Now that the Kentucky Derby and the Preakness are over, we have to handicap
the Belmont Stakes, which is, at a mile and a half, the longest of the
three races. Charismatic, who won the first two races and has a chance at
the legendary Triple Crown, will probably be established as the favorite if
experts think he can go the distance. Horse lovers around the world will
wish him well and watch with interest to see if he gains equine immortality
and lasting fame. All the suspense will be over in three weeks, and most of
us can take that much hoopla. There isn't too much politics in it: running
fast, winning races and setting track standards is the name of the game in
thoroughbred horse racing.
But what of the forthcoming presidential race! Not to disparage anyone,
but there seems to be no real class in the field with the exception of a
pair of longshots, Bill Bradley and John McCain. The first two races of
the circuit, Iowa's and New Hampshire's caucuses, won't be held until next
spring, and nine or ten contenders are now paying their entry fees.
Through the New Hampshire snow, Al Gore will walk quietly to the starting
gate, as will Bill Bradley, Steve Forbes, Dan Quayle, Gary Bauer, George W.
Bush, Lamar Alexander, John McCain, Pat Buchanan, and one filly, Elizabeth
Dole. There are even some aspects of presidential contests that resemble
horse racing. They are similar in the fact a lot of money is riding on
each nag, and the plug who will win over the distance is hard to determine.
Just like their track counterparts, political touts find America's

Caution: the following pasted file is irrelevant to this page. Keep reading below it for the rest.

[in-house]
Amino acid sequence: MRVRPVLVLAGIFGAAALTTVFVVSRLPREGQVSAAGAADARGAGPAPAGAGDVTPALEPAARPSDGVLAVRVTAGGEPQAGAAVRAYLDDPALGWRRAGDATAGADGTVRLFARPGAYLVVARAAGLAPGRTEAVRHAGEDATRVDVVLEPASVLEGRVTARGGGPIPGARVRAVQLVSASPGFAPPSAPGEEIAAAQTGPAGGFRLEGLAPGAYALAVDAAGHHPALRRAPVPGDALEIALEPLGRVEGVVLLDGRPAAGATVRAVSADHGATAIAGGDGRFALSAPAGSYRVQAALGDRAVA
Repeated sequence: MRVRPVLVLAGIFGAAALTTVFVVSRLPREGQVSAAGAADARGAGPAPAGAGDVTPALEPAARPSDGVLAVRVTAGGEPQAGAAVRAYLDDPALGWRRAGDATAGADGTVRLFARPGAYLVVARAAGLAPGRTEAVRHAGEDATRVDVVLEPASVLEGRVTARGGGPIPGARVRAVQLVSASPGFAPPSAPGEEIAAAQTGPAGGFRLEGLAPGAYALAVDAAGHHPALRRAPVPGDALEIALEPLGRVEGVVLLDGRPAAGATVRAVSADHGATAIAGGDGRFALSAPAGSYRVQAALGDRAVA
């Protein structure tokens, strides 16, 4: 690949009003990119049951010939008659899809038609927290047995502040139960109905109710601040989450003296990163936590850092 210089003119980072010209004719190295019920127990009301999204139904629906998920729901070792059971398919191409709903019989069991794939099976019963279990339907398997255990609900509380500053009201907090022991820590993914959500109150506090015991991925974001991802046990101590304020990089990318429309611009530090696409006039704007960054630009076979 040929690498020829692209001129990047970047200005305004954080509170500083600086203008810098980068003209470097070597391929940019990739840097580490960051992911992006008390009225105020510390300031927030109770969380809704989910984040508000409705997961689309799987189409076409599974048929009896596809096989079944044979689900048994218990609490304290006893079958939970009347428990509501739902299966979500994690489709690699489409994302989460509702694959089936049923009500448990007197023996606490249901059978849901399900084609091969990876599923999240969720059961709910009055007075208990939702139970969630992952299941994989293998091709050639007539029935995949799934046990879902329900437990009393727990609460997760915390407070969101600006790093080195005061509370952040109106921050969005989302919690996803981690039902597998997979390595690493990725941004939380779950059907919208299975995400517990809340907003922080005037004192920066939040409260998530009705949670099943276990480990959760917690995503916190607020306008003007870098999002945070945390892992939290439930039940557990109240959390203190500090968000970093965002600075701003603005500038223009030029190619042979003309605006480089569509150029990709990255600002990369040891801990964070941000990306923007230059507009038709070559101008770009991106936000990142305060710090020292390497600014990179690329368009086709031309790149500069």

presidential races hard to handicap.
But there are also major differences between the Sport of Kings and the
making of Kings. It goes without saying that three year-old Triple Crown
winners invariably have all their molars, while presidential contenders are
often long in the tooth. Much more pertinent, though, is the fact that
prime handicapping rules for presidential races are at odds with those of
horse racing. The fastest and smartest horse doesn't always win to parade
through the Oval Office. Through a quirk of human nature, particularly
ironic this year, charisma, the noun form of the recent Kentucky Derby
winner's name, is often responsible for getting the winner to the finish
line ahead of the pack. Though they are both fleet and light on their
feet, neither Al Gore nor George W. Bush seems to have much charisma, and
that's the reason the field may still be wide-open. Persons perceived as
being charismatic can always enter the race, and I don't believe every
horse has yet reached the track.
My pick for a late entry to steal the race is a Jesse-Jesse Reform Party
ticket. You can choose which Jesse runs for president and which for
vice-president, but I suppose governor Jesse Ventura would head the slate
and Reverend Jesse Jackson would run as his Veep. The two-term limitation
would assure Reverend Jackson of getting his chance as the first black
president eight years later. Truly, they'd have a lot going for them, with
millions of wrestling fans directed by Hulk Hogan, more than 90% of the
black vote, military veterans, church-goers of all denominations, and the
man-in-the-street who appreciates and listens to candor and common sense,
enthusiastically joining hands in the voting booth to elect Jesse-Jesse.